A report issued by Barack Obama's White House transition team concluded that the president-elect had no contact with Illinois Gov. Rod R. Blagojevich or his office and no one acting on Obama's behalf was involved in any "quid pro quo" arrangement allegedly sought by the governor to fill Obama's vacant Senate seat.
Incoming White House counsel Greg Craig said yesterday that Obama; his chief of staff, Rahm Emanuel; and his adviser, Valerie Jarrett, all submitted to interviews with U.S. Attorney Patrick Fitzgerald last week as part of a continuing criminal investigaiton of Blagojevich.
Craig said that Emanuel was the only member of the transition team who had direct conversations with the governor about possible successors to the Illinois Senate seat, but he noted that there was no dealmaking of the type that federal prosecutors are investigating in the probe of Blagojevich.
He also said neither Jarrett nor David Axelrod, another senior adviser, had any contact with Blagojevich or his office.
Craig put together the report after Blagojevich's Dec. 9 arrest for allegedly engaging in a scheme to sell the vacant U.S. Senate seat, as well as other state appointments and services.
It is the first major controversy confronting the incoming administration and one that caused the transition team to respond tentatively until yesterday.
The report said that Eric Whitaker, a close friend of Obama's, was approached by Deputy Gov. Louanner Peters for information and that Emanuel had "one or two" telephone conversations with Blagojevich.
"They spoke about Mr. Emanuel's House seat, when he would be resigning and potential candidates to replace him. He also had a brief discussion with the Governor about the Senate seat and the merits of various people whom the Governor might consider," the report said.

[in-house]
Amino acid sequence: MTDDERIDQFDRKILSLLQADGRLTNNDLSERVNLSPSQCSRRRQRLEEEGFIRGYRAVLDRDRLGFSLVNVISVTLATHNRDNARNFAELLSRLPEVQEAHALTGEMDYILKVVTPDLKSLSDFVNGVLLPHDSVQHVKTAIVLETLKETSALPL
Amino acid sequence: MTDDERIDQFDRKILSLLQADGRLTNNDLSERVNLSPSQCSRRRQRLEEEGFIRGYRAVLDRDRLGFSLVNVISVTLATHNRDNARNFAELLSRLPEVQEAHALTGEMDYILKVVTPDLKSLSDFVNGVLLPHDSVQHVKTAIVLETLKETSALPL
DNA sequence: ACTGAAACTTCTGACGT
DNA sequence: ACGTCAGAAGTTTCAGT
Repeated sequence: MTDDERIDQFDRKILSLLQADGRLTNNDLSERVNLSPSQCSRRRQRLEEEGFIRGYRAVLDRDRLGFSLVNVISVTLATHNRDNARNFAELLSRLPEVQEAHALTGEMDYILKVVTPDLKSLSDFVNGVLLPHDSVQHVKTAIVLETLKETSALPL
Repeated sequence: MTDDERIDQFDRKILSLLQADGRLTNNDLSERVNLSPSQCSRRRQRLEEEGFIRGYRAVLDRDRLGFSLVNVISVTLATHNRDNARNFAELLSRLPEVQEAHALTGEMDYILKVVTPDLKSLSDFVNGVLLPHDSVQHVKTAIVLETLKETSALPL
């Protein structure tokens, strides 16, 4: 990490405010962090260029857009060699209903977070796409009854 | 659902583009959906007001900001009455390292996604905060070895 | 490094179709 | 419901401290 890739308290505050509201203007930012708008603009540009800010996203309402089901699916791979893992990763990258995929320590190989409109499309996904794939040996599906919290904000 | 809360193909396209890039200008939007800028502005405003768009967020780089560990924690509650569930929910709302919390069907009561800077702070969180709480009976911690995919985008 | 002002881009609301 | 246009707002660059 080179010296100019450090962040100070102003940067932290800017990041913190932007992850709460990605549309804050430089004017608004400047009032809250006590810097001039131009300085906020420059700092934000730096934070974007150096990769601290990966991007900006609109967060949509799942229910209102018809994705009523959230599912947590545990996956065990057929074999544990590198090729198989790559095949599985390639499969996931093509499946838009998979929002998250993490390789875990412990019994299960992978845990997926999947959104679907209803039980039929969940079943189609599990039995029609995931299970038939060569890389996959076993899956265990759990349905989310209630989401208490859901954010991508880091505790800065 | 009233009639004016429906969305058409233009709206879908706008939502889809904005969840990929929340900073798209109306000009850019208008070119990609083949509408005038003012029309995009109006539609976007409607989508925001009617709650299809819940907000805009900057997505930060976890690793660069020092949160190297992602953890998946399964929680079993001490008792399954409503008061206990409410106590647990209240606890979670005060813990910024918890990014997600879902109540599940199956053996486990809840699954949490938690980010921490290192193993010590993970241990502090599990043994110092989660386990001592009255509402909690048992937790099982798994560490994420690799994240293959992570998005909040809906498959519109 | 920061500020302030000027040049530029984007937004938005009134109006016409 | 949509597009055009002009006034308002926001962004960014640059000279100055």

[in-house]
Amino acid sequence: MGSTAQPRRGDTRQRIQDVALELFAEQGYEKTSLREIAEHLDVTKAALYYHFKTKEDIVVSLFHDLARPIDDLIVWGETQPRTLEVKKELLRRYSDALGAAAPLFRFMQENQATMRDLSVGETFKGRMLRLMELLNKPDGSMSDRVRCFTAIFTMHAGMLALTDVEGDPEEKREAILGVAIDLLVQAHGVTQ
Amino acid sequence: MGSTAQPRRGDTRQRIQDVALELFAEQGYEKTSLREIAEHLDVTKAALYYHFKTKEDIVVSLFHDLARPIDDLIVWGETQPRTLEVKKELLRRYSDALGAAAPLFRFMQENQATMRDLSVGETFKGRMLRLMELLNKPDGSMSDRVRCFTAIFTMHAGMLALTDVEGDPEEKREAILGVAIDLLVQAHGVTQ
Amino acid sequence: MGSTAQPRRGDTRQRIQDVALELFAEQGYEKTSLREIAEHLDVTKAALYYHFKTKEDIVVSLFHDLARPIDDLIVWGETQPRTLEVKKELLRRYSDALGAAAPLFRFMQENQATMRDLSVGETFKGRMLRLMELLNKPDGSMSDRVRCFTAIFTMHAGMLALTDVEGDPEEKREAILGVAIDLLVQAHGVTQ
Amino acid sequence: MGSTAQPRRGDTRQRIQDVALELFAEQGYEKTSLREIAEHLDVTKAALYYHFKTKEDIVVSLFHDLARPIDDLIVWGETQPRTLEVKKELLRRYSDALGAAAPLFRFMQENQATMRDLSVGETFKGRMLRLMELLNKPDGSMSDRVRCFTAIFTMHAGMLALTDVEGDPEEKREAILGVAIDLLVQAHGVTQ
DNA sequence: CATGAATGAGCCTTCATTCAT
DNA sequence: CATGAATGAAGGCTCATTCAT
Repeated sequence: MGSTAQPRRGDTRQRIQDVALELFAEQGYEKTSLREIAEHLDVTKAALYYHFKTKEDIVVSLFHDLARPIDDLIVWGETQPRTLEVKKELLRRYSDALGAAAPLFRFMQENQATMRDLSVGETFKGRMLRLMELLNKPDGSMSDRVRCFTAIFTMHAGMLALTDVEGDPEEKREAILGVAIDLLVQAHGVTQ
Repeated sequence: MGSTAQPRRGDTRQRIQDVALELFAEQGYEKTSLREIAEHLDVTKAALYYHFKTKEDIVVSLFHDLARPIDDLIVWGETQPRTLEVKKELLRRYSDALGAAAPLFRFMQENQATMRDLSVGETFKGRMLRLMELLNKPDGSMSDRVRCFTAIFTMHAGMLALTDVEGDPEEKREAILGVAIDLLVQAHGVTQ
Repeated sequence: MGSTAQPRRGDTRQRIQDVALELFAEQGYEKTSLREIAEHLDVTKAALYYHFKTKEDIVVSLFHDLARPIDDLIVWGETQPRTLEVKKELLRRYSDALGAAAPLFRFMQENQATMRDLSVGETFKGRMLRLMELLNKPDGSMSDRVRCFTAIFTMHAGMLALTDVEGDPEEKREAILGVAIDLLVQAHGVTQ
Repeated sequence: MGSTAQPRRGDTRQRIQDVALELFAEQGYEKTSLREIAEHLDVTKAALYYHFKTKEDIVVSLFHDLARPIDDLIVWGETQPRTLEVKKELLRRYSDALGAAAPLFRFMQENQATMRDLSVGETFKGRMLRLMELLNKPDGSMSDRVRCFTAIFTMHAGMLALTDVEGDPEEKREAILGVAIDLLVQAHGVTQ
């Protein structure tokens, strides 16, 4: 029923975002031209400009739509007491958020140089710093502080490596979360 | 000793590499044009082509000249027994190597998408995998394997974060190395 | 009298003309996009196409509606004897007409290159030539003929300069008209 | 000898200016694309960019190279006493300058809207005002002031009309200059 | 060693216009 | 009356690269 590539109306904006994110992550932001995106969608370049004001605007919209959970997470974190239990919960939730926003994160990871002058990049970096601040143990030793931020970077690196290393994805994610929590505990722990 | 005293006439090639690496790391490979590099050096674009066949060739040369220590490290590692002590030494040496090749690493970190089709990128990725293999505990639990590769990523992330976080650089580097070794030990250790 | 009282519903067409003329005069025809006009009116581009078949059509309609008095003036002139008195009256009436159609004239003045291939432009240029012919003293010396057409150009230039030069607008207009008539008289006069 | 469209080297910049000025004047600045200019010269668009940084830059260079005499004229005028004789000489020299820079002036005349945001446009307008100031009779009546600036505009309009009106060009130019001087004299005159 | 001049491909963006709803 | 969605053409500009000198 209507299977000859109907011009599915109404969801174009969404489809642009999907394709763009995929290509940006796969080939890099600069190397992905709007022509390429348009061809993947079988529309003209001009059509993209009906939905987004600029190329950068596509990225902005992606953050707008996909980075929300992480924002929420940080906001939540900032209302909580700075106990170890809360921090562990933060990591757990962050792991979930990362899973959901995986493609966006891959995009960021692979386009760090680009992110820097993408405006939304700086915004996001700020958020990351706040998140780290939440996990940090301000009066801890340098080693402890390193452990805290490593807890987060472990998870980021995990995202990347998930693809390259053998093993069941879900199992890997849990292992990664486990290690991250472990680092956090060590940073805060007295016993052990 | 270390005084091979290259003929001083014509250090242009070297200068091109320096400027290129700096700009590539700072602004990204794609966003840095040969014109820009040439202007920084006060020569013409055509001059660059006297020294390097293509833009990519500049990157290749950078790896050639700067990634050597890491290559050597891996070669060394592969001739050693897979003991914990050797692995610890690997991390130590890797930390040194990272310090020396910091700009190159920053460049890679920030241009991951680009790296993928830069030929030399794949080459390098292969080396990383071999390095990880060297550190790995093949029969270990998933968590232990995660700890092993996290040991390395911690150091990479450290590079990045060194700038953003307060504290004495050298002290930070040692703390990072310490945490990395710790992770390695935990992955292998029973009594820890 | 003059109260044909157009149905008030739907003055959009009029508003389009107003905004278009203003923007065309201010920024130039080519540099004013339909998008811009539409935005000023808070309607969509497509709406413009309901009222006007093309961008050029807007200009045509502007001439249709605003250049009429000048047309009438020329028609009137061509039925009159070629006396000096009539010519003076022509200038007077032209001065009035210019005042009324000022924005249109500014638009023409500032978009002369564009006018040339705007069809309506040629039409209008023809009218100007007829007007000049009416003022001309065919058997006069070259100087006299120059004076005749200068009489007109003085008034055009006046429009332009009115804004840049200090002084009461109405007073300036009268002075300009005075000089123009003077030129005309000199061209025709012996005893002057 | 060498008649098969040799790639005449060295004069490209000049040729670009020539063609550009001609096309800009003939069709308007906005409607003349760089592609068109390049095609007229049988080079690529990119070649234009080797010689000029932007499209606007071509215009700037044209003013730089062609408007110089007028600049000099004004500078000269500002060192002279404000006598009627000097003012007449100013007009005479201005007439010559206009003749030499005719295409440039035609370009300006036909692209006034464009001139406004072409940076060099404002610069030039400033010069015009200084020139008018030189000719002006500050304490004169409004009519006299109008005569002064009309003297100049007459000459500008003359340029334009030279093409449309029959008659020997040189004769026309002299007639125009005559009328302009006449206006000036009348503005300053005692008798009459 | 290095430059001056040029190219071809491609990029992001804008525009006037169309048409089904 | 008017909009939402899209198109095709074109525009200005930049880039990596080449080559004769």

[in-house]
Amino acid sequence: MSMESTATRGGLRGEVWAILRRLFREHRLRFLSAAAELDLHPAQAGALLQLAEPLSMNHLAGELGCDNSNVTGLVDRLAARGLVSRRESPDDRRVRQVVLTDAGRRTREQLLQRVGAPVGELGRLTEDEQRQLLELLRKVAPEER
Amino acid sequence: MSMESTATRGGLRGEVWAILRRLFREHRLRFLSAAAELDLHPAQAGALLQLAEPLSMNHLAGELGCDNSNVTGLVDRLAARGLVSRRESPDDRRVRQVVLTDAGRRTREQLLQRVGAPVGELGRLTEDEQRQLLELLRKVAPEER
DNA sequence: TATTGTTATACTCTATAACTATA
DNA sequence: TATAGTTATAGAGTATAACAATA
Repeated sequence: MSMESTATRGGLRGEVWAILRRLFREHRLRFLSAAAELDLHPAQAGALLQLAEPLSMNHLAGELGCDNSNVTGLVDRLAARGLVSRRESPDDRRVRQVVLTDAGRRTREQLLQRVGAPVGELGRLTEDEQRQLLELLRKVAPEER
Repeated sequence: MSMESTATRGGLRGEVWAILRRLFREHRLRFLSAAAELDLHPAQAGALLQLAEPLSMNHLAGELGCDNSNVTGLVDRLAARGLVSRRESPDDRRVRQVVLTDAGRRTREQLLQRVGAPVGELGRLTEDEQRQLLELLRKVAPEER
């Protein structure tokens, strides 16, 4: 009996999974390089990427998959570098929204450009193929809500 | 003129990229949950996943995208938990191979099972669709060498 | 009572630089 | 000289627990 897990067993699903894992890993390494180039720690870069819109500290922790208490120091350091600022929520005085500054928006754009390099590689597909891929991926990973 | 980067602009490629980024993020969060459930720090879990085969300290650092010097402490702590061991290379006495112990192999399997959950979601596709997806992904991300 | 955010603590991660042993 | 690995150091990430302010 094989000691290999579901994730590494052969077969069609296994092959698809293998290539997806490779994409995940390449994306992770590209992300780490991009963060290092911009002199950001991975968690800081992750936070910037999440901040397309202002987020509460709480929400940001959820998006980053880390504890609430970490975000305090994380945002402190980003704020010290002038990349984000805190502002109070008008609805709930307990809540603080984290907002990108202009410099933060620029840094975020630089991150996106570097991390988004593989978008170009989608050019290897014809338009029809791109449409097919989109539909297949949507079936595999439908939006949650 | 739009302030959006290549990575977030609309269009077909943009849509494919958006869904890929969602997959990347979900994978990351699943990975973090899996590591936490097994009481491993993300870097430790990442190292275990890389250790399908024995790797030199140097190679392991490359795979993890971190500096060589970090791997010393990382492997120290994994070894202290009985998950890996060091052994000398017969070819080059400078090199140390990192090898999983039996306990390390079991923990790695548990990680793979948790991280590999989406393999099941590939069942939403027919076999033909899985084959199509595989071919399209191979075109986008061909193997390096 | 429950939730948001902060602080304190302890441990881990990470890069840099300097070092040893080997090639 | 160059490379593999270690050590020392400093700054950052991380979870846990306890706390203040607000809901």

"Mr. Emanuel and the Governor did not discuss a Cabinet position, 501c(4), a private sector position for the Governor or any other personal benefit for the Governor."
In a conference call with reporters, Craig characterized Emanuel's conversations with Blagojevich as "completely innocent" and "completely appropriate."
Emanuel is on a long-scheduled family vacation to Africa and was unavailable for comment.
Fitzgerald has previously said that neither Obama nor his aides were targets of his investigation.
Still, Craig's report did not include transcripts of any of the conversations Emanuel had with Blagojevich or with his chief of staff at the time, John Harris. Those conversations were recorded as part of the federal investigation's wiretap. Craig did not respond when asked whether he tried to obtain the transcripts.
During Emanuel's meeting with Fitzgerald last week, he listened to the recordings of his conversations, said Robert Gibbs, the incoming White House press secretary.
Craig said the Emanuel calls to Harris included a discussion of the "merits and the strategic benefit" that each candidate would bring to the Senate seat.
Obama has portrayed himself as taking a hands-off approach to the governor's decision about who to appoint to his Senate seat.
But in fact, the report noted that he was very much interested in who would succeed him in the Senate.